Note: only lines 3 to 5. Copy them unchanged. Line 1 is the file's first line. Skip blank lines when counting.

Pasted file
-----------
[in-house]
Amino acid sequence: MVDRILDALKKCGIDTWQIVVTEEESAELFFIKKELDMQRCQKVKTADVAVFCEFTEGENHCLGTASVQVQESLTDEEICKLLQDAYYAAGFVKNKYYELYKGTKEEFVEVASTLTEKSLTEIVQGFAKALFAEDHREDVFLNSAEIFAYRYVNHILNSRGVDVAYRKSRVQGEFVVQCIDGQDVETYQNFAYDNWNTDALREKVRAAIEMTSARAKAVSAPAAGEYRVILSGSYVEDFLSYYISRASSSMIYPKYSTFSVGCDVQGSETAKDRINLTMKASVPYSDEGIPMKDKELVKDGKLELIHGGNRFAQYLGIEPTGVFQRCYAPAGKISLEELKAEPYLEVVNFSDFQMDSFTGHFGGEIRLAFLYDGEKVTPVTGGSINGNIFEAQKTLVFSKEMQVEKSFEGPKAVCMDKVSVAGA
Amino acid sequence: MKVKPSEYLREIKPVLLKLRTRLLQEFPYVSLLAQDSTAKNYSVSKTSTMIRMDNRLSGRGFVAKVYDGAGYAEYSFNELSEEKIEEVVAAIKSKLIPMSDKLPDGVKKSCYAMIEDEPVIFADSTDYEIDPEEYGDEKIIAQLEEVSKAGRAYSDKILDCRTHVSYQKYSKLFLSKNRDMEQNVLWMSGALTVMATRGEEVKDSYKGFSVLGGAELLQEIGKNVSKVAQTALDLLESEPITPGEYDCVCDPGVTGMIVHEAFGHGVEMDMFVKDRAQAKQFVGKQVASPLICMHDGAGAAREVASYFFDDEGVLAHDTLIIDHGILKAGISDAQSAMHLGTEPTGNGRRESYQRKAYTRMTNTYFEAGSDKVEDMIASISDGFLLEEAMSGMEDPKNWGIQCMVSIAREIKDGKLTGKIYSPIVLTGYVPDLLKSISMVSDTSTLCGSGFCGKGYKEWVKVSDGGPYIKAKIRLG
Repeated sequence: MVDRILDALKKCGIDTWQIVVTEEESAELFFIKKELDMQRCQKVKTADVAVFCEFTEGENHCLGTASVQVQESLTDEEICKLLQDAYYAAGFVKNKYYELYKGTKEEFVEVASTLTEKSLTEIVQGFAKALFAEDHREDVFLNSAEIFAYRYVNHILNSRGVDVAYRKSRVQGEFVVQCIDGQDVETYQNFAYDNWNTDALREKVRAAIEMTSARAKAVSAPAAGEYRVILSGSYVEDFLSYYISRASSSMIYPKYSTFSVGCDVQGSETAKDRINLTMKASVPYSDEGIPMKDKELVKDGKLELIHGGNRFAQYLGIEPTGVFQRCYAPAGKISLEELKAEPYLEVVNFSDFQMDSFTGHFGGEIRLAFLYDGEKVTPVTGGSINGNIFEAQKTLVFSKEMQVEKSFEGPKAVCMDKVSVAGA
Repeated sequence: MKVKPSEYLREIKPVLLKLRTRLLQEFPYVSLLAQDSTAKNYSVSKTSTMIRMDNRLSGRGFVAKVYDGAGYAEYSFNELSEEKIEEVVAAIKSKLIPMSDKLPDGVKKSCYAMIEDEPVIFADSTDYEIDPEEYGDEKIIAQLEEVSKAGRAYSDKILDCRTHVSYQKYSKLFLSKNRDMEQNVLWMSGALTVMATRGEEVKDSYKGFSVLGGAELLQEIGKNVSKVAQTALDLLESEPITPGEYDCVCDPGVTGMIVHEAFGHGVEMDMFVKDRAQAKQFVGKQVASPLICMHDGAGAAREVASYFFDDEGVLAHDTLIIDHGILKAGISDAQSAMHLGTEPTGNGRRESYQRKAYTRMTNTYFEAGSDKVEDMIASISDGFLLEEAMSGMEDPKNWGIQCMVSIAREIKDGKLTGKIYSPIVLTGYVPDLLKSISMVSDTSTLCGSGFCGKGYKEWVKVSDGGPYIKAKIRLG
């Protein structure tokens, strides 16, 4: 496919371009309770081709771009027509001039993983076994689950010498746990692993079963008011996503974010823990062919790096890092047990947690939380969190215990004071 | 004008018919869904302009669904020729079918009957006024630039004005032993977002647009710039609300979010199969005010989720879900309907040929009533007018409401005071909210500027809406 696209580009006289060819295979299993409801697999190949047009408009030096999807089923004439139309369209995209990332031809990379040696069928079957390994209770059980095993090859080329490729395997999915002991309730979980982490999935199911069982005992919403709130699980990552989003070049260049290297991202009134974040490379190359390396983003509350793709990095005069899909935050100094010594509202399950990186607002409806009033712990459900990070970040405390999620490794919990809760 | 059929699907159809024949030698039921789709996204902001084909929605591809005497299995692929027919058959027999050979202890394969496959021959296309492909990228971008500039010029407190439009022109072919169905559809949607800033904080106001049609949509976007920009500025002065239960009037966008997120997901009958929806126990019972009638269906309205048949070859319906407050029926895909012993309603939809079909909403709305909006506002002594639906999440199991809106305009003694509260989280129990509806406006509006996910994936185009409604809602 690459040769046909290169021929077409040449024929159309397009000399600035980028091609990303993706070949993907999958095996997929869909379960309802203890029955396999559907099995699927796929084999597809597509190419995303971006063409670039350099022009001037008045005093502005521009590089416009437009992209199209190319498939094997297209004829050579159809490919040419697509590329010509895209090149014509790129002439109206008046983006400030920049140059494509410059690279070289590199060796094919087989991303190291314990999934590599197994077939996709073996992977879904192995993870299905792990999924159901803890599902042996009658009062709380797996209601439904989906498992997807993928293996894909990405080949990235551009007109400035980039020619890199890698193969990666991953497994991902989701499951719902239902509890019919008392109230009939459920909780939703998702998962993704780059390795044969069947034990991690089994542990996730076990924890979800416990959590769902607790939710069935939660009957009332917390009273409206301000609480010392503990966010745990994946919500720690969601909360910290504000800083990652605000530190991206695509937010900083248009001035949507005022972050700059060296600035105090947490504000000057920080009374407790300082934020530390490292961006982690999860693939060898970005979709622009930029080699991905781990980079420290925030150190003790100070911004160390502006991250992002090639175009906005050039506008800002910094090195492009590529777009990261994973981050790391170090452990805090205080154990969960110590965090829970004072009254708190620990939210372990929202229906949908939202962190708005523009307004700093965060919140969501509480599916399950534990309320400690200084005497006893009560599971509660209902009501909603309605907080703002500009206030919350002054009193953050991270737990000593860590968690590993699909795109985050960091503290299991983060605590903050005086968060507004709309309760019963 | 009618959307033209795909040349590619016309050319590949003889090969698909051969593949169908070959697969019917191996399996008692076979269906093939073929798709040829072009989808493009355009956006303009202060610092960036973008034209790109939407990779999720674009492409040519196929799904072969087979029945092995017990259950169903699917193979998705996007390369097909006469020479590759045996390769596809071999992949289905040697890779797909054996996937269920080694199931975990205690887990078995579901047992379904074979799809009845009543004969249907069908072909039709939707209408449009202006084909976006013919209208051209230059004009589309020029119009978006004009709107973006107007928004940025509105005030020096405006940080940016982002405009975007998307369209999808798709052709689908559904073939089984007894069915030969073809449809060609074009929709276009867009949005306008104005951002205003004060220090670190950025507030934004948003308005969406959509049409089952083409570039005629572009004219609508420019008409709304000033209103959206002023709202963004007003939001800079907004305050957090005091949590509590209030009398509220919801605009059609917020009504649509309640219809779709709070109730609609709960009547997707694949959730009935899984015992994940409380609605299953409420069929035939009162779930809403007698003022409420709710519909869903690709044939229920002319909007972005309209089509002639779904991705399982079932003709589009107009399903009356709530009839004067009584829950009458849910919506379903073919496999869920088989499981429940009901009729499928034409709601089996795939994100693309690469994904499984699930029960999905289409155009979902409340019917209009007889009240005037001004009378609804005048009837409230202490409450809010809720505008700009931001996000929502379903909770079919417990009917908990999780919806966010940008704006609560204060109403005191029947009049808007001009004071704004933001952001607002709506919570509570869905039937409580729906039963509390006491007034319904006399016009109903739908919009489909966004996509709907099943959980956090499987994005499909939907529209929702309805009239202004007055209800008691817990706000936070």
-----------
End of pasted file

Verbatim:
Amino acid sequence: MKVKPSEYLREIKPVLLKLRTRLLQEFPYVSLLAQDSTAKNYSVSKTSTMIRMDNRLSGRGFVAKVYDGAGYAEYSFNELSEEKIEEVVAAIKSKLIPMSDKLPDGVKKSCYAMIEDEPVIFADSTDYEIDPEEYGDEKIIAQLEEVSKAGRAYSDKILDCRTHVSYQKYSKLFLSKNRDMEQNVLWMSGALTVMATRGEEVKDSYKGFSVLGGAELLQEIGKNVSKVAQTALDLLESEPITPGEYDCVCDPGVTGMIVHEAFGHGVEMDMFVKDRAQAKQFVGKQVASPLICMHDGAGAAREVASYFFDDEGVLAHDTLIIDHGILKAGISDAQSAMHLGTEPTGNGRRESYQRKAYTRMTNTYFEAGSDKVEDMIASISDGFLLEEAMSGMEDPKNWGIQCMVSIAREIKDGKLTGKIYSPIVLTGYVPDLLKSISMVSDTSTLCGSGFCGKGYKEWVKVSDGGPYIKAKIRLG
Repeated sequence: MVDRILDALKKCGIDTWQIVVTEEESAELFFIKKELDMQRCQKVKTADVAVFCEFTEGENHCLGTASVQVQESLTDEEICKLLQDAYYAAGFVKNKYYELYKGTKEEFVEVASTLTEKSLTEIVQGFAKALFAEDHREDVFLNSAEIFAYRYVNHILNSRGVDVAYRKSRVQGEFVVQCIDGQDVETYQNFAYDNWNTDALREKVRAAIEMTSARAKAVSAPAAGEYRVILSGSYVEDFLSYYISRASSSMIYPKYSTFSVGCDVQGSETAKDRINLTMKASVPYSDEGIPMKDKELVKDGKLELIHGGNRFAQYLGIEPTGVFQRCYAPAGKISLEELKAEPYLEVVNFSDFQMDSFTGHFGGEIRLAFLYDGEKVTPVTGGSINGNIFEAQKTLVFSKEMQVEKSFEGPKAVCMDKVSVAGA
Repeated sequence: MKVKPSEYLREIKPVLLKLRTRLLQEFPYVSLLAQDSTAKNYSVSKTSTMIRMDNRLSGRGFVAKVYDGAGYAEYSFNELSEEKIEEVVAAIKSKLIPMSDKLPDGVKKSCYAMIEDEPVIFADSTDYEIDPEEYGDEKIIAQLEEVSKAGRAYSDKILDCRTHVSYQKYSKLFLSKNRDMEQNVLWMSGALTVMATRGEEVKDSYKGFSVLGGAELLQEIGKNVSKVAQTALDLLESEPITPGEYDCVCDPGVTGMIVHEAFGHGVEMDMFVKDRAQAKQFVGKQVASPLICMHDGAGAAREVASYFFDDEGVLAHDTLIIDHGILKAGISDAQSAMHLGTEPTGNGRRESYQRKAYTRMTNTYFEAGSDKVEDMIASISDGFLLEEAMSGMEDPKNWGIQCMVSIAREIKDGKLTGKIYSPIVLTGYVPDLLKSISMVSDTSTLCGSGFCGKGYKEWVKVSDGGPYIKAKIRLG